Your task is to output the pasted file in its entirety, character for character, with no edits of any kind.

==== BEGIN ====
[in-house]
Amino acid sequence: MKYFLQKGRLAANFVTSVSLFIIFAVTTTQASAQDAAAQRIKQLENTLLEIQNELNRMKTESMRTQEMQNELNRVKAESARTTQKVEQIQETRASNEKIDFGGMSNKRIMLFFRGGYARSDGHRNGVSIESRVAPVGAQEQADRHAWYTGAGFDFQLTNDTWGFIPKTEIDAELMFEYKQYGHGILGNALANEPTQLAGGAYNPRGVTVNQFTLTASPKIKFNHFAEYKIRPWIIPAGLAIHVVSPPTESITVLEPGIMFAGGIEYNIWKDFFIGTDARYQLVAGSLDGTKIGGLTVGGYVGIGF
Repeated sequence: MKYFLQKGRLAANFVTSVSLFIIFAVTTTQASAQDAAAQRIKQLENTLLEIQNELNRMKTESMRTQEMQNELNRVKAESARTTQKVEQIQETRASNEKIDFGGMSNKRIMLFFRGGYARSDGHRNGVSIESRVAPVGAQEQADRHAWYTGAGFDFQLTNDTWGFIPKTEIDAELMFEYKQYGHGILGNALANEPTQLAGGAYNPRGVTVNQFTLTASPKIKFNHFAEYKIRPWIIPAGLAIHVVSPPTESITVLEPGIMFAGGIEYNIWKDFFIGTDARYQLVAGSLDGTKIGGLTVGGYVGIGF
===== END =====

[in-house]
Amino acid sequence: MKYFLQKGRLAANFVTSVSLFIIFAVTTTQASAQDAAAQRIKQLENTLLEIQNELNRMKTESMRTQEMQNELNRVKAESARTTQKVEQIQETRASNEKIDFGGMSNKRIMLFFRGGYARSDGHRNGVSIESRVAPVGAQEQADRHAWYTGAGFDFQLTNDTWGFIPKTEIDAELMFEYKQYGHGILGNALANEPTQLAGGAYNPRGVTVNQFTLTASPKIKFNHFAEYKIRPWIIPAGLAIHVVSPPTESITVLEPGIMFAGGIEYNIWKDFFIGTDARYQLVAGSLDGTKIGGLTVGGYVGIGF
Repeated sequence: MKYFLQKGRLAANFVTSVSLFIIFAVTTTQASAQDAAAQRIKQLENTLLEIQNELNRMKTESMRTQEMQNELNRVKAESARTTQKVEQIQETRASNEKIDFGGMSNKRIMLFFRGGYARSDGHRNGVSIESRVAPVGAQEQADRHAWYTGAGFDFQLTNDTWGFIPKTEIDAELMFEYKQYGHGILGNALANEPTQLAGGAYNPRGVTVNQFTLTASPKIKFNHFAEYKIRPWIIPAGLAIHVVSPPTESITVLEPGIMFAGGIEYNIWKDFFIGTDARYQLVAGSLDGTKIGGLTVGGYVGIGF